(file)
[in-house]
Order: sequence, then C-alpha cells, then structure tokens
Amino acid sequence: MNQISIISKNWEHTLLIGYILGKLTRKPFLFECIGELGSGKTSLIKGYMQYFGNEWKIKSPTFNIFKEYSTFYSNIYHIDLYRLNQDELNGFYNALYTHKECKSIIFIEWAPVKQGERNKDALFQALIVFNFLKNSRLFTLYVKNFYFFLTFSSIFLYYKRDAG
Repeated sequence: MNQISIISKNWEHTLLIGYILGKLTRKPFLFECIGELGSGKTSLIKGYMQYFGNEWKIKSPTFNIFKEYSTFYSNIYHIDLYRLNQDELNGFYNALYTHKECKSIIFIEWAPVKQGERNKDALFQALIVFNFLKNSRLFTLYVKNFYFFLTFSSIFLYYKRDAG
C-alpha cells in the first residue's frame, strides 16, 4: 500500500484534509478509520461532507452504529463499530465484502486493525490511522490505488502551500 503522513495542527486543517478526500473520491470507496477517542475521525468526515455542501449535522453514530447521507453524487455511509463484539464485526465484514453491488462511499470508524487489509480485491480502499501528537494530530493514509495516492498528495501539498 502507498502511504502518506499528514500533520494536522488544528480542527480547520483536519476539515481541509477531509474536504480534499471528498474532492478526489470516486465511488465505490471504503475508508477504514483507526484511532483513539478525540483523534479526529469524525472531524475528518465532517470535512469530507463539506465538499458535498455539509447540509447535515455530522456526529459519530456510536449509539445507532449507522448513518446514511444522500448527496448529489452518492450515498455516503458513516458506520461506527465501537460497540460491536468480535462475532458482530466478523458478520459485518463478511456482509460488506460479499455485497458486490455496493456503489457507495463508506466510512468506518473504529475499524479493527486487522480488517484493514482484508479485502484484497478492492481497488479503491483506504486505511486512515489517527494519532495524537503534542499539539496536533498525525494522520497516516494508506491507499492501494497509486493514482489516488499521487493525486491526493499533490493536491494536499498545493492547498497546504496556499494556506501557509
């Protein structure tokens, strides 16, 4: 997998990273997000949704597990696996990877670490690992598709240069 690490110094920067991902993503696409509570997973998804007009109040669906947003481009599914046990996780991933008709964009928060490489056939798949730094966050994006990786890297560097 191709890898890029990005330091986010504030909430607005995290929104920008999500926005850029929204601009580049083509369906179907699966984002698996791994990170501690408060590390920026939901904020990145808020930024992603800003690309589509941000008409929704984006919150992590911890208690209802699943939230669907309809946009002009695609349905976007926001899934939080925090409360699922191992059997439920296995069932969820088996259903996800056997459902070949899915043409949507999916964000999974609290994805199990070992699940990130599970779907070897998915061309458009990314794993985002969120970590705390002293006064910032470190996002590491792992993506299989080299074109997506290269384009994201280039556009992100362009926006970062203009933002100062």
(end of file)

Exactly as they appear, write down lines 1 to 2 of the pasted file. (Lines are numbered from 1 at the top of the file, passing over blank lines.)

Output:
[in-house]
Order: sequence, then C-alpha cells, then structure tokens